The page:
MILLTOWN – A rocky, bare lot in the shadow of the Milltown water tower is almost all folks here ever expected out of the field squished between the railroad tracks and Interstate 90.

That’s how it looked two winters ago when Billy Izzard, a recently laid-off union masonry worker, strolled down a dirt road behind his home and saw the wide open space. For whatever reason, despite the knapweed and rocky soil, Izzard, a lifelong gardener, saw opportunity.

“You’re not going to get anything by doing nothing,” he said recently while raking leaves and putting down llama scat at what is now the Milltown Garden Patch.

In the last six months, with the help of volunteers and generous donations, the empty field blossomed into a community garden that this summer for the first time produced fresh food for a local charity. Izzard was cleaning up after the Harvest celebration the weekend before.

“It was a lousy gardening season,” Izzard bemoaned, considering the number of times he had to replant the pumpkin and corn.

Yet, in so many ways, the season was a success. The acre-and- a-half parcel that makes up the garden holds ten gardening plots. A beautiful sign above flower beds greets visitors. A fire pit with benches and a compost pile form the far eastern edge. A fence with 6-foot rock pillars constructed from stones found in the garden keep out hungry deer. In fact, piles of rock lining the entire garden acts as a reminder of the hours spent tossing rocks out of the garden space to prepare the soil for planting.

Izzard, a longtime brick layer, has dirt under his fingernails and calluses from raking.

“I’m not an an academic,” he said. “I do the leg work.”

Not owning a computer, Izzard enlisted the help of his neighbors, Terry and Heidi Starrett, owners of Computer Central on East Broadway in Missoula, who helped build the garden a website and organize a spring fundraiser where they raised $1,400.

Izzard’s son-in-laws, Justin McEwen and David Link, were instrumental in the garden’s progress, too, he said.


Izzard has big plans for the community garden, including donating fresh vegetables to the Bonner School’s lunch program, selling pumpkins to raise money for a scholarship for a local child, increasing the number of plots available to local residents and selling enough of the vegetables from a stand on site that could help cover the operating costs.

“I’m a dreamer,” he said.

This year, the garden produced 52 pounds of snap peas and green beans, 79 pounds of red potatoes and 17 pounds of tomatoes, all of which was donated to the Missoula Food Bank. The soil also produced five decent pumpkins.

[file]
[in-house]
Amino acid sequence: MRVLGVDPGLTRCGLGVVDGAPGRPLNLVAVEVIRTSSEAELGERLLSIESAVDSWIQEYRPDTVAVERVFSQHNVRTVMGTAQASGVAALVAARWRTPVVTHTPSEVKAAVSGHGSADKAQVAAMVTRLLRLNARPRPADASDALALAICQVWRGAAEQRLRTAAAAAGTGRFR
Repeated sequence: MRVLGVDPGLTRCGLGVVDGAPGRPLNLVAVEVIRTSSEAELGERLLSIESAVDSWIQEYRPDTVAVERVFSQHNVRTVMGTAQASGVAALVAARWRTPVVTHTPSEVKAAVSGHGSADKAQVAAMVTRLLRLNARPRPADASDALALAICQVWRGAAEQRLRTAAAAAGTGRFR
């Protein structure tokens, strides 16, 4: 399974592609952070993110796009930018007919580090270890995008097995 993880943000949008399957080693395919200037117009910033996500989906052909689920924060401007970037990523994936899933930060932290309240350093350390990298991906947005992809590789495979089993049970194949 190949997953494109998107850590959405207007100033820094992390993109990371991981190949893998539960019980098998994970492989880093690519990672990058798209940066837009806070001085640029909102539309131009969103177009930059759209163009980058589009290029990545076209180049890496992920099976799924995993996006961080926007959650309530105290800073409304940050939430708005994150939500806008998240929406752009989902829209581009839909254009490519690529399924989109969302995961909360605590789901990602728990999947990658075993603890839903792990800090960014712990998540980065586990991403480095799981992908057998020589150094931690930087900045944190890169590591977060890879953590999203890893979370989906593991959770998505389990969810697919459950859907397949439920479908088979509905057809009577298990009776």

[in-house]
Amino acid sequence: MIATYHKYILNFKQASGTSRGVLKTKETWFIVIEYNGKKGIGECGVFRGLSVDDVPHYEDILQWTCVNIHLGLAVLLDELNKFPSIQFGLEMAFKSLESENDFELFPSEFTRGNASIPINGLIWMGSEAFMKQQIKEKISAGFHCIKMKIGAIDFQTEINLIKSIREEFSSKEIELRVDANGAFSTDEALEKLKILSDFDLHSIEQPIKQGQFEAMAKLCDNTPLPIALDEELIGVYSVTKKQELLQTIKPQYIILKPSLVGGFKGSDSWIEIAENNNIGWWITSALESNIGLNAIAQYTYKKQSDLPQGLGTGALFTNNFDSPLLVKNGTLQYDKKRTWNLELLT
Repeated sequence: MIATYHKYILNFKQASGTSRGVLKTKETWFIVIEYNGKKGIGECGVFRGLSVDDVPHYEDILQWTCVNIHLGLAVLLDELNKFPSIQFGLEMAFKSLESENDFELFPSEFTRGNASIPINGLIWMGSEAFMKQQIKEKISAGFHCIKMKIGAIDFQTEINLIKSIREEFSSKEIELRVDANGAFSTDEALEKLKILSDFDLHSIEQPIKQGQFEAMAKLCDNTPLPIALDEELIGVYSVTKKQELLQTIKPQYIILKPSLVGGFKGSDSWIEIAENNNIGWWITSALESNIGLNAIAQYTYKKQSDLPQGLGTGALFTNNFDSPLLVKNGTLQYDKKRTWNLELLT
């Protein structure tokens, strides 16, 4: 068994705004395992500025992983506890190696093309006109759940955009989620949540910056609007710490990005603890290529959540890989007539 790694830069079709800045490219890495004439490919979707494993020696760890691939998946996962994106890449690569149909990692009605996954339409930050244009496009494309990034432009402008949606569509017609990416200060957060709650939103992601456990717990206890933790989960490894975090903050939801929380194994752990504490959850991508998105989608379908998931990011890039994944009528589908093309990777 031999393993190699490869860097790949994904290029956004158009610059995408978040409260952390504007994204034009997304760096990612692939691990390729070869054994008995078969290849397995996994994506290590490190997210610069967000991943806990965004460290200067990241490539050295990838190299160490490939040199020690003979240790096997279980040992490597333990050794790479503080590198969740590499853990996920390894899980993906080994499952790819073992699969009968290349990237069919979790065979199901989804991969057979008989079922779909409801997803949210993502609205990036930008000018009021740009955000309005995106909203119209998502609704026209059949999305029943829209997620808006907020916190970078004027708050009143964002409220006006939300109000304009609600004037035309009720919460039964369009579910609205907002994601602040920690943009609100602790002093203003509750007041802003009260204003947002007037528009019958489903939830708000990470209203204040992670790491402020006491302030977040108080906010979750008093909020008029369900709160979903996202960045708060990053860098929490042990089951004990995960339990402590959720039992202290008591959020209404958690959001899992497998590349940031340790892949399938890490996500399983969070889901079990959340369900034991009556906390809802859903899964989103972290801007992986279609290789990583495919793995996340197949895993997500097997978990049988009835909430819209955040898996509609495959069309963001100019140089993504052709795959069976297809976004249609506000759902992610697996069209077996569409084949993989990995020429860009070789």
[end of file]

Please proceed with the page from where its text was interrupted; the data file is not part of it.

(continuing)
Many residents here utilize the food bank, Izzard said. In the future, he hopes locals won’t have to travel any farther than the community garden.

“Then they don’t burn up a bunch of fuel trying to get there,” he said.

Also, residents in the area can pay for a garden plot for personal consumption.


This isn’t the first time a Milltown community garden has blossomed during a time of economic turmoil.

During World War I, food prices skyrocketed, and in an effort to bring affordable food to Milltown residents, the Anaconda Copper Co. decided to plow 11 acres of its land– where the empty lumber yard now sits– for families to grow their own vegetables. That’s how the Victory Gardens were born.

Resurrecting that piece of Milltown history close to its original location is meaningful but unintentional, as Izzard wasn’t aware of the history until the Milltown Garden Patch was already under way.

Children in the Bonner School’s AWARE program volunteered at the community garden once a week this summer, picking rocks, planting seeds and weeding. AWARE is a treatment and mental-health service program for kids with higher needs. Connecting with nature and giving back to the community is important for these kids, said Tiffany Bartolomei, a licensed counselor with the program.

Last summer, the kids worked in a garden in Missoula. But when Bartolomei heard about the Milltown Garden Patch, she had the kids begin helping there.

“It seemed more powerful to me,” she said. “It seemed to make more sense to be in Milltown. I think gardening can be therapeutic for kids.”

And for adults. Since he was little Izzard has gardened because of the hobby’s therapeutic power. It appears he’ll reap that power for at least another year. Though the crops have all been harvested, discussions of planting season have already begun.

“It was a great year,” Izzard said. “A lot was accomplished. It makes you feel good that you can help out.”

Meanwhile, the students in the AWARE program are brainstorming fundraising ideas.

They are thinking of hosting a spaghetti feed to raise money for next year, but also to spread the word about this growing community project.

“It’s grassroots,” Bartolomei said. “It’s just getting off the ground now. I think it’s awesome for the community, especially if we can get the kids involved in the community working and learning.”

Reporter Chelsi Moy can be reached at 523-5260 or at

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